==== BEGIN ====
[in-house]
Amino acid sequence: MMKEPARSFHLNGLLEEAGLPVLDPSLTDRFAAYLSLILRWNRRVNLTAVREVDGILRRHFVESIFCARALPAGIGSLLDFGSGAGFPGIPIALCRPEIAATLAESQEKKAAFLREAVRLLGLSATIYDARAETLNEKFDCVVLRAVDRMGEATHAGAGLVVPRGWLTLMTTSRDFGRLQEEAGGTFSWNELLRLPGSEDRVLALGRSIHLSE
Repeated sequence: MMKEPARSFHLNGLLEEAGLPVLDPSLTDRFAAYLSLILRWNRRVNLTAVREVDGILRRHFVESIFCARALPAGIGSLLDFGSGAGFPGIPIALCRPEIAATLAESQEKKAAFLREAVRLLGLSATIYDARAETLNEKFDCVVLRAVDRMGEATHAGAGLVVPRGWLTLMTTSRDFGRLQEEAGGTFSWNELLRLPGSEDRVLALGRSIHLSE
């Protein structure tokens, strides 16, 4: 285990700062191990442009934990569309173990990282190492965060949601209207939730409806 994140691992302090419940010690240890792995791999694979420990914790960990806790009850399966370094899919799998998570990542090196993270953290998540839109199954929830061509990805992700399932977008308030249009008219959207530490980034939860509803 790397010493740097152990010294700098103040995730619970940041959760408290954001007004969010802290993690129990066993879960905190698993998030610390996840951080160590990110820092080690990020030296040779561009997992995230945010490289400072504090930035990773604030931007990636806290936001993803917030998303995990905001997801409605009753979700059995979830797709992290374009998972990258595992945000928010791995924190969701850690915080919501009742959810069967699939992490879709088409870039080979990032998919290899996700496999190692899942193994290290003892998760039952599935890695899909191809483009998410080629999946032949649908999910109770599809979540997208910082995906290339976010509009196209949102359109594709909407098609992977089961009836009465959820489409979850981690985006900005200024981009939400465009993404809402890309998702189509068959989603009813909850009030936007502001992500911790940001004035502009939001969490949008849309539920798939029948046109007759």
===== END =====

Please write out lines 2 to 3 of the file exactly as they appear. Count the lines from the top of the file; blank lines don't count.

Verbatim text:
Amino acid sequence: MMKEPARSFHLNGLLEEAGLPVLDPSLTDRFAAYLSLILRWNRRVNLTAVREVDGILRRHFVESIFCARALPAGIGSLLDFGSGAGFPGIPIALCRPEIAATLAESQEKKAAFLREAVRLLGLSATIYDARAETLNEKFDCVVLRAVDRMGEATHAGAGLVVPRGWLTLMTTSRDFGRLQEEAGGTFSWNELLRLPGSEDRVLALGRSIHLSE
Repeated sequence: MMKEPARSFHLNGLLEEAGLPVLDPSLTDRFAAYLSLILRWNRRVNLTAVREVDGILRRHFVESIFCARALPAGIGSLLDFGSGAGFPGIPIALCRPEIAATLAESQEKKAAFLREAVRLLGLSATIYDARAETLNEKFDCVVLRAVDRMGEATHAGAGLVVPRGWLTLMTTSRDFGRLQEEAGGTFSWNELLRLPGSEDRVLALGRSIHLSE